We found a hosta that the previous owners had left behind, but it looked like lace when the snails got to it. We used slug pellets to try and salvage it and our newly planted salad leaves. We bought cloches to protect young plants and grew as much as we could in pots. I even went out with a torch at night to pick off the biggest snails. It didn’t seem to help. One morning I was mortified to find a dead blackbird on the lawn. Although the pellets said they were ‘wildlife friendly’ I felt so guilty.
Soon afterwards we got a puppy and had to stop using anything in the garden that would harm him. We also put chicken wire around the fences to stop him escaping. I expected the slugs to get worse but they didn’t. As our garden is now cat and chemical free it has become a haven to birds and toads. Our slug and snail problem has all but vanished over the last two years. The hosta is huge now and we grow more salad leaves than we can eat. Each morning all sorts of birds flock to the garden, hopping around the vegetable beds picking off any pests and in the evening we often come across fat toads eating grubs.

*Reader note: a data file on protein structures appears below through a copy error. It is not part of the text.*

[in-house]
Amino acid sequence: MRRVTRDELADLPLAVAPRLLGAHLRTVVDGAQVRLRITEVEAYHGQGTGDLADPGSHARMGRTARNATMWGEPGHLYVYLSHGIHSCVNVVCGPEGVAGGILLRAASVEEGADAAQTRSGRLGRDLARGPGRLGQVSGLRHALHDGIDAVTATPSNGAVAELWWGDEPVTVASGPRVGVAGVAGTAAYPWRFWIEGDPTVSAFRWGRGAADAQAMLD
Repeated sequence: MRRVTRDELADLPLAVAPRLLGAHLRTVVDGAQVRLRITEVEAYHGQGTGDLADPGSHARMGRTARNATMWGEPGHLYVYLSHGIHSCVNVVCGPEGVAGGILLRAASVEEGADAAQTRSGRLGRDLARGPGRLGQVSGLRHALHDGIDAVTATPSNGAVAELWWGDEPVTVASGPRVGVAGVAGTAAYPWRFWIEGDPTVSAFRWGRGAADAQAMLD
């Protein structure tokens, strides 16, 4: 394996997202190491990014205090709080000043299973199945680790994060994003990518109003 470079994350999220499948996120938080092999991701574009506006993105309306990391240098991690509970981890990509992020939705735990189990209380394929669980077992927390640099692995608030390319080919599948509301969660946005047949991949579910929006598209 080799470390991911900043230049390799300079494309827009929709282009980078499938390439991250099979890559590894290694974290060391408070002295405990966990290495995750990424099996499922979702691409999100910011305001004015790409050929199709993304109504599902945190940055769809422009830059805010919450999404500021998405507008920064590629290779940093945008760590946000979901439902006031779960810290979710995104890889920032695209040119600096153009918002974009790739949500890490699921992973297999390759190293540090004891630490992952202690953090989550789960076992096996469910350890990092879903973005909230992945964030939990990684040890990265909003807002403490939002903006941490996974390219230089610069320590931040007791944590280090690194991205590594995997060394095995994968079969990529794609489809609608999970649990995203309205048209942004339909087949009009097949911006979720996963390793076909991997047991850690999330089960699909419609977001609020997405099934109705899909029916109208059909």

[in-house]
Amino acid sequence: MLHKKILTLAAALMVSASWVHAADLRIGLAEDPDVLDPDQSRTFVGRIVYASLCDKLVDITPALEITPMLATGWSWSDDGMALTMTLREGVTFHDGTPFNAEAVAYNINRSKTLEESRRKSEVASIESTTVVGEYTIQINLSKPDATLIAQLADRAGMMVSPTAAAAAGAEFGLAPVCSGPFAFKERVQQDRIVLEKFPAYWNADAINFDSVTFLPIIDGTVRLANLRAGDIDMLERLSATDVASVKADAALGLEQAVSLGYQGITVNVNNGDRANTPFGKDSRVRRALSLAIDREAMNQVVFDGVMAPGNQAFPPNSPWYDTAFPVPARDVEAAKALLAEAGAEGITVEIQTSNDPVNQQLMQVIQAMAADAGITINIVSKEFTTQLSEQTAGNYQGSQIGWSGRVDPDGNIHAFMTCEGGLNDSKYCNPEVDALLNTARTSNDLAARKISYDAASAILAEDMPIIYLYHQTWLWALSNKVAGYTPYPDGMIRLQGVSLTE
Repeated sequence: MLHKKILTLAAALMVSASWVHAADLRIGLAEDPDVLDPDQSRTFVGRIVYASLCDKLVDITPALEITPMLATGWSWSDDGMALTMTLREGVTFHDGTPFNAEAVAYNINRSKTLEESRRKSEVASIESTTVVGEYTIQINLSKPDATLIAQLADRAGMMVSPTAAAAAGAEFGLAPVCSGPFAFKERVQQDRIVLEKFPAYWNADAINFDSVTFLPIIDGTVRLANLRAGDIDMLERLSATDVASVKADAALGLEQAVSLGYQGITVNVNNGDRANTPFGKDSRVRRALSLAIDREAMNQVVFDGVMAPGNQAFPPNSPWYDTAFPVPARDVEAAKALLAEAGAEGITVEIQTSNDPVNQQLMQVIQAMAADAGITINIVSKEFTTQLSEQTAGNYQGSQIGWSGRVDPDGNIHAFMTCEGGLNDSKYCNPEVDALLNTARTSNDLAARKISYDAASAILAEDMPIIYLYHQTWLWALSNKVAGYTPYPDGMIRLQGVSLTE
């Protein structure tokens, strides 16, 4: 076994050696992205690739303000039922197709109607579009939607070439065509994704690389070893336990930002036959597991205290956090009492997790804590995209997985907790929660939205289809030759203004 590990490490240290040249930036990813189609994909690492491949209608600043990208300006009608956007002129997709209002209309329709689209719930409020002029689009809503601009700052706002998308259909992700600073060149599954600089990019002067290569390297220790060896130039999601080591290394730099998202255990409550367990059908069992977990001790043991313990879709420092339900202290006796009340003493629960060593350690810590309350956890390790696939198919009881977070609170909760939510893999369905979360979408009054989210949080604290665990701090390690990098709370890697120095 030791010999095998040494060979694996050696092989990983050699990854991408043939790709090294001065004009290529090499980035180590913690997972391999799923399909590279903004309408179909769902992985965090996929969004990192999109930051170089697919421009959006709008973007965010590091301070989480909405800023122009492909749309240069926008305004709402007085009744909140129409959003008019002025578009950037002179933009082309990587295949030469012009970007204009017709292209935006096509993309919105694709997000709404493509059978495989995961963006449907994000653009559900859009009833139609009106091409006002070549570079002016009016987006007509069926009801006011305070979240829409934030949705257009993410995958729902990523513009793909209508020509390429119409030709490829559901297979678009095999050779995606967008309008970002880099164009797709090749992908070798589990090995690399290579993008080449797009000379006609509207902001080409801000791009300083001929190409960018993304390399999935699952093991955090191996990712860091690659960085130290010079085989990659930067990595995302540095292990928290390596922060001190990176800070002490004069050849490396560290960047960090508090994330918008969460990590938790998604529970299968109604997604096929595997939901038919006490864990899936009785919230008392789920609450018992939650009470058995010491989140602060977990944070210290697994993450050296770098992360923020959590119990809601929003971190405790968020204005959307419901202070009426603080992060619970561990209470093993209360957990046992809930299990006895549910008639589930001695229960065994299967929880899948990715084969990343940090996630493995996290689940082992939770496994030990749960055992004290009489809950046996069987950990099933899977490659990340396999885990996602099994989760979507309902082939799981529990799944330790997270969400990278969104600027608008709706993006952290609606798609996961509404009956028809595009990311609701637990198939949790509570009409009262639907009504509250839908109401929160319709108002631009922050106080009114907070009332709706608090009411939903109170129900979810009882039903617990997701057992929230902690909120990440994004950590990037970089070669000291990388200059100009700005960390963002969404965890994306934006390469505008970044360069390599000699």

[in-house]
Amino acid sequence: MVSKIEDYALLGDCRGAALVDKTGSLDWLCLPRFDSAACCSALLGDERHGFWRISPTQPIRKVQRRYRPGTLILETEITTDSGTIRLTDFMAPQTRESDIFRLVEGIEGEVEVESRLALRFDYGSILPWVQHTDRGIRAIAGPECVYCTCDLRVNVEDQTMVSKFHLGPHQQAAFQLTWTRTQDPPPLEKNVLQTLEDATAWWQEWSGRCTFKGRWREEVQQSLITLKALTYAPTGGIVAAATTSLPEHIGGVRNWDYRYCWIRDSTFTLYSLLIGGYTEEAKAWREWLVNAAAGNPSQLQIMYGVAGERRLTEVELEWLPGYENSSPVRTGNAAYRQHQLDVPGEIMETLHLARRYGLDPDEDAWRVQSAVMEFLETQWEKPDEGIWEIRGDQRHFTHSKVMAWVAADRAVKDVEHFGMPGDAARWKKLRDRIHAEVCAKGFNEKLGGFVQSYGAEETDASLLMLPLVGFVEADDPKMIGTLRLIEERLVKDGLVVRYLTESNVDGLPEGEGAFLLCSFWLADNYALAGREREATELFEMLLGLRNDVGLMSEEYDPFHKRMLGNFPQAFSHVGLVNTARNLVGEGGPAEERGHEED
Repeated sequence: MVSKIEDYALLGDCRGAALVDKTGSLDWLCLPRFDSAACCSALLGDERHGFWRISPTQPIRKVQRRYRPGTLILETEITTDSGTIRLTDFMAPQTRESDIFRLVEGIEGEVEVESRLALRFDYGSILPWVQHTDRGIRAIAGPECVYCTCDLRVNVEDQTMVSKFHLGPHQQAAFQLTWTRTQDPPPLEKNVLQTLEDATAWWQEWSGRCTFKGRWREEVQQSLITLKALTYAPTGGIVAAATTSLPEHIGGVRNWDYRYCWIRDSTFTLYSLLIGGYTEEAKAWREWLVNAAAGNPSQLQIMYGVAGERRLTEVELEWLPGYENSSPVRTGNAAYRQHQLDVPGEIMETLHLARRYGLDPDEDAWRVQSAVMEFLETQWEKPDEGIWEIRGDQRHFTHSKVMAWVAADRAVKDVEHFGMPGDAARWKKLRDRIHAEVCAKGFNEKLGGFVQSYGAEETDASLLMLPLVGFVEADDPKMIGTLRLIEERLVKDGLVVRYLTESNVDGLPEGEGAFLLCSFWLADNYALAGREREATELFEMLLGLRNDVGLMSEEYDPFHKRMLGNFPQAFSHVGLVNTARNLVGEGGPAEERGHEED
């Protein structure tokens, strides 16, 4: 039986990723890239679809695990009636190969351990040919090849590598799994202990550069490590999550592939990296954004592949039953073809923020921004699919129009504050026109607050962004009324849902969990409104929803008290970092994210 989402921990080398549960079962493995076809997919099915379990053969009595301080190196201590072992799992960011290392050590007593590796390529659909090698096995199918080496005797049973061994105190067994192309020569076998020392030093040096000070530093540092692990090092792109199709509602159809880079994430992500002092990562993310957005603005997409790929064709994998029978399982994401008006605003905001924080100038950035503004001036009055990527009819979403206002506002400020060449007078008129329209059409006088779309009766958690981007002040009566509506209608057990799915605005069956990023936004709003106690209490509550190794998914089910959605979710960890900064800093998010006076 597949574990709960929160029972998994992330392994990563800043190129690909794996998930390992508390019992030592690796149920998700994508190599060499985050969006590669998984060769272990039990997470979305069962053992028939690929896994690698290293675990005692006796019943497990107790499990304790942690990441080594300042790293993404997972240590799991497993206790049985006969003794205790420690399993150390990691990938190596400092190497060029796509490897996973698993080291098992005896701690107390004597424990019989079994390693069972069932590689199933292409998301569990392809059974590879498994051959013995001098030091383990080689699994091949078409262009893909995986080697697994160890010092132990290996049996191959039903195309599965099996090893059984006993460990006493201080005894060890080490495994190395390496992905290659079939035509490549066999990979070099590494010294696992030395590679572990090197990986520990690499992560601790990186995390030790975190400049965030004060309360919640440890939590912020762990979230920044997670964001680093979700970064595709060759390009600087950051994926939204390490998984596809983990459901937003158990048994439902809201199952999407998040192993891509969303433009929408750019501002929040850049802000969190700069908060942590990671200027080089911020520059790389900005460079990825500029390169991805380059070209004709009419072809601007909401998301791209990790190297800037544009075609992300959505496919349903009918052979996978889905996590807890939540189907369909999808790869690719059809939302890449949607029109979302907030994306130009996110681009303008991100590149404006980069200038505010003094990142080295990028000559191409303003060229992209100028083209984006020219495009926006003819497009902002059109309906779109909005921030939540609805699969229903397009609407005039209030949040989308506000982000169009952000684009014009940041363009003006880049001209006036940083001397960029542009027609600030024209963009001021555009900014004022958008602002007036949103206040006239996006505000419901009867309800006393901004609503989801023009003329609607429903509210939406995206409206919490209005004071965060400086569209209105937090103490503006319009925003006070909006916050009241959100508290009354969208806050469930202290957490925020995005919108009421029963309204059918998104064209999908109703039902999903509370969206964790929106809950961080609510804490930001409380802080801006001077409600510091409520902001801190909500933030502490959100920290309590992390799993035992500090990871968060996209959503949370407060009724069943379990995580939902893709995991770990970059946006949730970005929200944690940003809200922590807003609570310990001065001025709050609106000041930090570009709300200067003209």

Now we just need to find a way of dealing with the cute resident mice that eat my french bean seedlings.

-- Claire Sutton